In this episode of Capitol Insider, StateImpact health reporter Jackie Fortier joins KGOU’s Dick Pryor and eCapitol’s Shawn Ashley to discuss State Question 788, which would legalize medical marijuana if it passes on June 26.
The three go over the groups campaigning for and against this measure, and whether regulators are prepared for voters to legalize medical marijuana, as recent polling suggests they will.
Dick Pryor: We're joined by State Impact Oklahoma reporter Jackie fortier, whose reporting focuses on health issues. Welcome, Jackie.
Jackie Fortier: Thank you.
Pryor: We want to talk to you about a state question that will be on the June 26 statewide ballot, State Question 788. What would 788 do?
Fortier: 788 would legalize not only the sale but the cultivation of medical marijuana in Oklahoma also legalize the use and possession but it would have to be for medical purposes.
Shawn Ashley: What are some of those medical purposes?
Fortier: Well that's interesting. 788 doesn't have any qualifying conditions unlike a lot of other laws in other states that have legalized medical marijuana. So there isn't a list of conditions that people would have to have when they go to their doctor, for example, like PTSD or chronic pain. In other states you would have to go to your doctor and you and your doctor restock about it and you would have to have one of maybe 10. It depends on the state qualifying conditions and then they would decide whether or not to lend their signature to an application for a medical marijuana license. If state question 788 passes in Oklahoma we'd be one of very few states that does not require any sort of qualifying condition.
Ashley: It seems one of the things that's different about Oklahoma's proposal is that it sets the minimum age at 18 as opposed to 21. Is that the case?
Fortier: That is true. Some other states have a minimum age of 21. 18 is not unheard of, though, for medical marijuana, specifically recreational tends to be 21. Proponents say that that opens it up for people who might need it. State Question 788 would allow for minors to have access to medical marijuana, but they put a lot of restrictions on it. You would need a guardian and then you would need two doctors signatures saying that the child does need it for medical purposes before they could apply for a license with the state.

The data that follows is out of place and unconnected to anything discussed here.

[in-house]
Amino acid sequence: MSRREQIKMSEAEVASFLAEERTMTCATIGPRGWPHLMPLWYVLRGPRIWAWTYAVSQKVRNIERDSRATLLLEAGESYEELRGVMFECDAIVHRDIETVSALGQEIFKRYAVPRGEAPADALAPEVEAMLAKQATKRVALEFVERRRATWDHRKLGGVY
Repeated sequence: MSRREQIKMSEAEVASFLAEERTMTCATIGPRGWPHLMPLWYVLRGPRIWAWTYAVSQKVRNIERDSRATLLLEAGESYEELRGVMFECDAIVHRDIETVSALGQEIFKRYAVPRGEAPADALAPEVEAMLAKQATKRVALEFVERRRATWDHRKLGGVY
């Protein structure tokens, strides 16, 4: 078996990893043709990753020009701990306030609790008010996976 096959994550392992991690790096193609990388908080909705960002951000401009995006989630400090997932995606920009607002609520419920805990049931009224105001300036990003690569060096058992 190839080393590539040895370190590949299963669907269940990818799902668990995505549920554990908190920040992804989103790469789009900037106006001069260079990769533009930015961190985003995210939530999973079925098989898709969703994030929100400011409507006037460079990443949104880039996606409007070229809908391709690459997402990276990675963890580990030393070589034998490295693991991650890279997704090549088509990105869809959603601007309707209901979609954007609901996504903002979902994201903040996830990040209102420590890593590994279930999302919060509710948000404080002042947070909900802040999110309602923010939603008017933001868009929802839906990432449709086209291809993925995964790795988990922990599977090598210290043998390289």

Fortier: What groups or organizations are on the two sides of this issue? Oklahomans for Health led the signature petition drive to put the initiative on the ballot, and they obviously support it. There's also Vote Yes on 788. There's quite a few people lining up in opposition. Shawn, help me out here.
Ashley: There was a coalition that was announced a couple of weeks ago. The coalition is made up of a number of different business organizations. This proposal's very specific in saying that an individual would not be permitted to utilize medical marijuana on the job. I can take an opiate in my workplace. I can sneak a drink in the workplace. It's not prohibited by law. So there is a unique provision in this proposal isn't it?
Ashley: It is. A lot of the opposition is afraid that they won't be able to fire an employee who is high on the job, for example. Oklahoma's an at will work states that really wouldn't actually be an issue. But that is something that people keep bringing up.
Pryor: There are concerns that this is just really legalizing marijuana, and people who see it that way point to how broadly this particular law, 788, is written.
Fortier: Yeah that's correct. A lot of people are worried about it being too broad and they say that it's basically just recreational marijuana. I think that a lot of the language that you see in the ballot measure is in response to other states experiences and lessons learned, frankly.
Fortier: Recent polling suggests 788 will likely pass. Are preparations already underway to implement this particular state question and, more specifically, for people to begin the business of medicinal marijuana?
Ashley: During the regular session there was a working group that looked at some of these ideas. The state question is designed to take effect approximately 30 days after it passes. That working group continues to work I'm told. So they very well may be developing statutory language that could be implemented quickly.
Fortier: People tend to focus on the personal use if state question 788 passes. But this would legalize an entire industry where marijuana. Would be able to be grown, how it would be moved, what pesticides can be used on these plants... All of that has to be regulated.
Pryor: Jackie Fortier, from State Impact Oklahoma, thanks for joining us.
Fortier: Thank you.